TOKYO (Reuters Life!) - Over a thousand people gathered on the outskirts of Tokyo, shovels in hand, to dig it out for the top prize in the Japan All-National Hole Digging Competition and claim the coveted Golden Shovel award.
The contest drew participants from all over the country to test their hole-digging prowess and claim awards not only for the deepest hole, but also for most creative hole and the most original costume worn during the digging.
Just over 200 teams took part in the Sunday event, with an additional 30 teams made up of either women only or groups of elementary school-age children, or younger, competing in special categories.
“There are a lot of families and groups of friends,” said Manabu Saito, a public relations officer at the Narita Dream Dairy Farm, just east of Tokyo, where the contest took place.
“However, the most numerous are those who are ‘professionals’ who dig for a living, such as gas company workers or those who deal with the water supply.”
Participants were given 30 minutes to dig as deep as possible. Regulations govern the size of shovels, which are measured before the contest kicks off.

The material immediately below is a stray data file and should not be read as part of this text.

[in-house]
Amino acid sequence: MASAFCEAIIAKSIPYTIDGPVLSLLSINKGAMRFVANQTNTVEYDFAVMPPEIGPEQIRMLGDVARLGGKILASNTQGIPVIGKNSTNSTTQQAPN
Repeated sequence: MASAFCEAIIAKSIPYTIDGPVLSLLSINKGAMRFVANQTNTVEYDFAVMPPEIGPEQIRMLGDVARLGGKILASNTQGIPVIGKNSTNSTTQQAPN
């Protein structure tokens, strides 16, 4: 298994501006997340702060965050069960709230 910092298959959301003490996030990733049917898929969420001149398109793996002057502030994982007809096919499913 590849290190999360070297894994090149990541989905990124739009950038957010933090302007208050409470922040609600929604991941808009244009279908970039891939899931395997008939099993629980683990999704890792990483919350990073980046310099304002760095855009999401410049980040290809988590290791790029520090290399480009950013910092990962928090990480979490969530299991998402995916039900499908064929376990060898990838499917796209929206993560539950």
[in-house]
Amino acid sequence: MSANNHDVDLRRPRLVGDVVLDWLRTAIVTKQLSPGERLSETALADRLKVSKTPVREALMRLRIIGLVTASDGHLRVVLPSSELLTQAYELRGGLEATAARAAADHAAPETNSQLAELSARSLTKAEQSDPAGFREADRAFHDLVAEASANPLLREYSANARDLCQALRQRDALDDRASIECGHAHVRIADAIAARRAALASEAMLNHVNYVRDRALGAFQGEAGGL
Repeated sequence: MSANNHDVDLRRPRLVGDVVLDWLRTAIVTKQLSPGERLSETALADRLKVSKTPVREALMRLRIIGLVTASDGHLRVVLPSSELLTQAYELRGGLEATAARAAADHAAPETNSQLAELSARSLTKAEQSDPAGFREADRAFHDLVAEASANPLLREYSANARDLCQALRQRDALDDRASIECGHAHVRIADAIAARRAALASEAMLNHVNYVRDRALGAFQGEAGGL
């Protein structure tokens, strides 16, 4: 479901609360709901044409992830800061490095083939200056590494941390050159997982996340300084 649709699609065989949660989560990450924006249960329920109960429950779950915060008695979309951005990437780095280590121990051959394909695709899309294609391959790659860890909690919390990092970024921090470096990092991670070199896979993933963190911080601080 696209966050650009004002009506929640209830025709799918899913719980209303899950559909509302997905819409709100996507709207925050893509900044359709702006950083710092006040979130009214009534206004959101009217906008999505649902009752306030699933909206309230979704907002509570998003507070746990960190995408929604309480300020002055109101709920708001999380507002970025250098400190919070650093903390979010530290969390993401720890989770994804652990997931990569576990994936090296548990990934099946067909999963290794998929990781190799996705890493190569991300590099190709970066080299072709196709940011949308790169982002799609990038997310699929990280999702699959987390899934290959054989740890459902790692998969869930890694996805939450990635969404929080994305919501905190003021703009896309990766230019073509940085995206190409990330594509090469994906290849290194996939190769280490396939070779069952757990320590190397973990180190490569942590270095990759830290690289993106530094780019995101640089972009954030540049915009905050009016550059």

Throwing dirt into a competitor’s hole is, of course, strictly forbidden.
While the majority of competitors dug as fast and deep as possible, others took a different tack.
The group led by 53-year-old Nobutaka Nakane, a waterworks engineer from the central Japanese city of Nagoya, used the uncovered dirt to build a pyramid.
“We look at dirt every day. But being here and having people pass by and say it looks really nice, makes me very happy,” he said.
The winning hole this year was 3.26 meters (10 ft 8 in) deep and the winners took home 100,000 yen ($1,215), along with the Golden Shovel.
The contest, held at a campground, began as a way of attracting visitors during the off-season. Once the contest is over, staff refill all the holes using machinery to turn it back into a campground and level the area for next year’s contest.
Reporting by Chris Meyers at Reuters Television; editing by Elaine Lies